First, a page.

Environment Canada says Isaias has been downgraded from a tropical storm, but tens of thousands of people across southern Quebec are still in the dark due to power outages it caused.
The agency says maximum sustained winds now sit at about 56 kilometres per hour, down from 74 klicks early Wednesday morning.
It says those around the St. Lawrence River could see wind gusts of roughly 70 kilometres per hour continuing Wednesday.
Environment Canada says that as of 8 a.m., the storm was roughly 400 kilometres north-northeast of Montreal.
Trois-Rivieres and the area just north of Montreal received 90 millimetres of rain overnight, while other areas received around 60 millimetres.
Meanwhile, Hydro Quebec says it’s working to restore power to 38,000 customers.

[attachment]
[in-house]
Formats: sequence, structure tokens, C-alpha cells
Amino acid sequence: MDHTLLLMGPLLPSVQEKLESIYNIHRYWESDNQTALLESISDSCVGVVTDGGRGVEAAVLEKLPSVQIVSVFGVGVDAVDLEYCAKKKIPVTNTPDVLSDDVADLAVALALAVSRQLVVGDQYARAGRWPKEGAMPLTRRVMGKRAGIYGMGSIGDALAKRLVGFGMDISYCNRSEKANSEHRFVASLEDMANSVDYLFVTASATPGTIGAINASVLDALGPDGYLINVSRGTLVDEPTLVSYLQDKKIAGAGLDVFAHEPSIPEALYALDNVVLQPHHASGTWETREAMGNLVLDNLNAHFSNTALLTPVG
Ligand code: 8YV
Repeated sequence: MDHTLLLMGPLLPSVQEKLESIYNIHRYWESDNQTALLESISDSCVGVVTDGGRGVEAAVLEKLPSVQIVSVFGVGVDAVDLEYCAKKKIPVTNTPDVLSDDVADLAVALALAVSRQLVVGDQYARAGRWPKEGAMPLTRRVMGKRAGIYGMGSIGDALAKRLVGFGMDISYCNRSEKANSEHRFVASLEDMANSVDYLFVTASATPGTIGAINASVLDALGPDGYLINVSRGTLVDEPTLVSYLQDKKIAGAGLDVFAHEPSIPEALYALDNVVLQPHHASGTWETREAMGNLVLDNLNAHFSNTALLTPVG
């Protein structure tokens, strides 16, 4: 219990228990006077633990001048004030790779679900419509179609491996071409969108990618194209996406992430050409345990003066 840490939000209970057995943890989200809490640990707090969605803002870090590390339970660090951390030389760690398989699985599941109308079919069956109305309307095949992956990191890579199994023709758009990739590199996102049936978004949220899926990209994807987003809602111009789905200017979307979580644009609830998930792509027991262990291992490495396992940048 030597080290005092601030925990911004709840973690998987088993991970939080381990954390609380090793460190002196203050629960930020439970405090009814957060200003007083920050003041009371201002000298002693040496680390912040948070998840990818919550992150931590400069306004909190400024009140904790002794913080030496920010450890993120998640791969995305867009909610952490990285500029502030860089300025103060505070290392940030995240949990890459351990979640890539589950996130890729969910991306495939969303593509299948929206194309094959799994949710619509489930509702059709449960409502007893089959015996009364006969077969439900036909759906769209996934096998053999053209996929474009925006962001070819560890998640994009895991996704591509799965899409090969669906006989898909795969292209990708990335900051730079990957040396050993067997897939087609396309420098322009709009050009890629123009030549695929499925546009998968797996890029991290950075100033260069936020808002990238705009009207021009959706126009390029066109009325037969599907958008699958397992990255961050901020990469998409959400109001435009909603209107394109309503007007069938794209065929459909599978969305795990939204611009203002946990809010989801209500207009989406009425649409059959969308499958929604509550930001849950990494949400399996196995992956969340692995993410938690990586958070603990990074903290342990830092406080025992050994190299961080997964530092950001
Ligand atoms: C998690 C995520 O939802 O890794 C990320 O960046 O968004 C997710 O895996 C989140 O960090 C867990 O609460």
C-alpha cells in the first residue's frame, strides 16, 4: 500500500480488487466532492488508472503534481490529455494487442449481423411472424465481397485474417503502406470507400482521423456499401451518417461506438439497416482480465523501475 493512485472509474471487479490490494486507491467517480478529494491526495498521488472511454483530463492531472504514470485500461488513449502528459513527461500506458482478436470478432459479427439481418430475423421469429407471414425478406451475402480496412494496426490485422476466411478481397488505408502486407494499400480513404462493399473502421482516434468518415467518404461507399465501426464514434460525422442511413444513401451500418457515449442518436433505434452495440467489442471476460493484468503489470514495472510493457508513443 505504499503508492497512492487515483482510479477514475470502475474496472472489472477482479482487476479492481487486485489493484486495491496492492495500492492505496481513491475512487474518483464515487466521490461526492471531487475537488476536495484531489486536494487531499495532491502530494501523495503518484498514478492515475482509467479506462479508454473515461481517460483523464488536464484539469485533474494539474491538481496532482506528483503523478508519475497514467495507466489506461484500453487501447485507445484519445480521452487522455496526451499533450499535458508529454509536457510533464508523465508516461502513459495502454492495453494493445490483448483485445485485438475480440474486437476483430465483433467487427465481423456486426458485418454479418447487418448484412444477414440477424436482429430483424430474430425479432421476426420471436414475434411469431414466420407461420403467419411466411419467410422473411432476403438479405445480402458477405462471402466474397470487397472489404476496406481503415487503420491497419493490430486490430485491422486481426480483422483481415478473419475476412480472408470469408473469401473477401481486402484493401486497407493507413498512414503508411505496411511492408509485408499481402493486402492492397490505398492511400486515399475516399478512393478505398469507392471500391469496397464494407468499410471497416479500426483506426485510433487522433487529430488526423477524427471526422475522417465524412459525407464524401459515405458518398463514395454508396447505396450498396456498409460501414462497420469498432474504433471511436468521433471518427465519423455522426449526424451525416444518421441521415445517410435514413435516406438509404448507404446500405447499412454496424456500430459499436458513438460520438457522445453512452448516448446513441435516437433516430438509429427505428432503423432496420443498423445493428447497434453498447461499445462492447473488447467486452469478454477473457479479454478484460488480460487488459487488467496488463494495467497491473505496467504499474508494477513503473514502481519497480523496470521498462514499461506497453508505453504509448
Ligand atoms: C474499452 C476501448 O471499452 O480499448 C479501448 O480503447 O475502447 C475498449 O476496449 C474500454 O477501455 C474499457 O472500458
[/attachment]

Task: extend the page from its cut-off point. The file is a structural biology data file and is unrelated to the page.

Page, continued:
At one point, more than 60,000 were without electricity.
The Canadian Hurricane Centre, part of Environment Canada, was predicting that the storm would continue moving north-northeast until Thursday morning, winds weakening along the way.
Hurricanes have winds of over 117 kilometres per hour, while tropical storms’ winds range between 62 and 117 kilometres per hour.
Isaias hit Canada after first pummelling the United States, spawning tornadoes and causing fires and floods after making landfall in North Carolina as a hurricane.
It left at least six people dead in five states, and displaced dozens of others.